Much like she did with the first volume of the new series, Gail Simone continues to make Red Sonja current and relevant, as well having Sonja sticking to her barbarian roots. One of the things that most people forget is that Sonja was essentially created as a female equivalent of Conan. She likes to fight, she likes to drink and she likes to have fun. Aside from the fighting, the latter two have been left to the wayside for many years in favour of more traditional, fantasy-type stories and those nontraditional as well such as the time she had become a vampire. Yes, a vampire. So when Simone came on board as a writer, one of the things she did was return Sonja to her roots, and actually portrays her as the woman she should have always been. It is a little jarring to see her as such, because most readers will not be used to seeing her like this, instead being used to the fighting machine that she usually is. But it is a welcome change and it is reinvigorating to say the very least.
This storyline sees our heroine hired on to do a favour for a dying king. Said king wants the best of the best, people that is, and he will pay or do whatever it takes to acquire them. If the cost is to free his army of slaves, then so be it, to which Sonja agrees and sets off on her task. Through trial and travail, Sonja makes her way across the land gathering the men and women she needs for the celebration the king is going to hold. Through it all though, Sonja finds that engaging an army is sometimes easier than getting someone to bed her, or even finding a simple drink. Once everything is accomplished though things are not going to be as easy as she thought and this would not be a Red Sonja tale without her having to battle it out in the end.
There is one thing that has been missing in Red Sonja’s world for quite some time, and though Simone would have you believe it is a bath, it is in fact the use of humour. Red Sonja has never been a book where you would expect to find a laugh or two and in this volume, there are actually quite a few. Whether it is in reference to Sonja’s unwashed self, her inability to find a good beer or a good lay or the whole sequence where the cook tries to broaden her palate with delectable foods, there has never been this much humour in a Sonja book before and it has never been more welcome. Injecting this title with a little lighthearted fun really makes it move forward at a pace much more brisk than it has ever known before, and simply for the fact that you enjoy it so much. In fact, while a lot of her appearances in the Marvel Conan run were good, and her solo titles enjoyable, this run has been better than all of them. Not only are you having fun as you read this book, but you can tell that Simone is having fun writing it and that makes it all the better.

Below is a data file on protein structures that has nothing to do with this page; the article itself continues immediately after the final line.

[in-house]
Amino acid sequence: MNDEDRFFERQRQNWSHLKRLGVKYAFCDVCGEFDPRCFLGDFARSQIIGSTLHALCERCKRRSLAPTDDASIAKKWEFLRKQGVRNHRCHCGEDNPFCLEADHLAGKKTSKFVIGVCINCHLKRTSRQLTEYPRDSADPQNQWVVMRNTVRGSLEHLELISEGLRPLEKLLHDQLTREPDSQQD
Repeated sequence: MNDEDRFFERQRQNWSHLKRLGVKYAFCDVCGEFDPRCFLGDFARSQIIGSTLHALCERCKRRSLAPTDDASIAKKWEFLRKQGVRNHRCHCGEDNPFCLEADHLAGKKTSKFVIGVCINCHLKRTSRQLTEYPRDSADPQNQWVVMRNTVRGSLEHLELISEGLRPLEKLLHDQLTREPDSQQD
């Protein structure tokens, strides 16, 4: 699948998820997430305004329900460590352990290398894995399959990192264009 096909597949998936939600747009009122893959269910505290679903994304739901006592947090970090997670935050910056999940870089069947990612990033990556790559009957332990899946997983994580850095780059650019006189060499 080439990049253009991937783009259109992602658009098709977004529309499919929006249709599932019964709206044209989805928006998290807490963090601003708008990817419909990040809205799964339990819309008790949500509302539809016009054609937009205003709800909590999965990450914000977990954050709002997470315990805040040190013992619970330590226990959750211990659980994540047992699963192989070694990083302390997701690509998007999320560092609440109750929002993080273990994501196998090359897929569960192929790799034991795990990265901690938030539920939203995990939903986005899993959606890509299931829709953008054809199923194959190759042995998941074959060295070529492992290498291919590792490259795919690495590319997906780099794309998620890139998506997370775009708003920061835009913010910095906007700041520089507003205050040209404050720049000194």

Along for the ride is Walter Geovani, whose artwork is spectacular and perhaps the best he has ever put out during his time at Dynamite. What is also amazing is that he has been on the book for more than six issues as by this point in time, Dynamite would usually swap out a good artist for one that would be, let us call it sub-par or ‘not as good.’ The fact that he does remain on the title shows that either the sales warranted it or Dynamite has some faith in the book, which is a good thing because currently, out of the entire crop that they produce, this is one of the top books they publish. Geovani is fast becoming one of the best artists in the Dynamite stable, and outside of Frank Thorne, possibly the best artist to draw the flame-haired warrior.
One could really go on and on describing just how good Red Sonja has become. Looking at it from a production standpoint, the book is put together extremely well and from a story perspective, one of the most enjoyable titles put out by any company. When this title started, it was almost as if Gail Simone was given the reins by the publisher and told to do whatever she wanted, because these are stories we have never seen the like of before. All that can really be said after reading the finished product is, lucky for us.
4.5 out of 5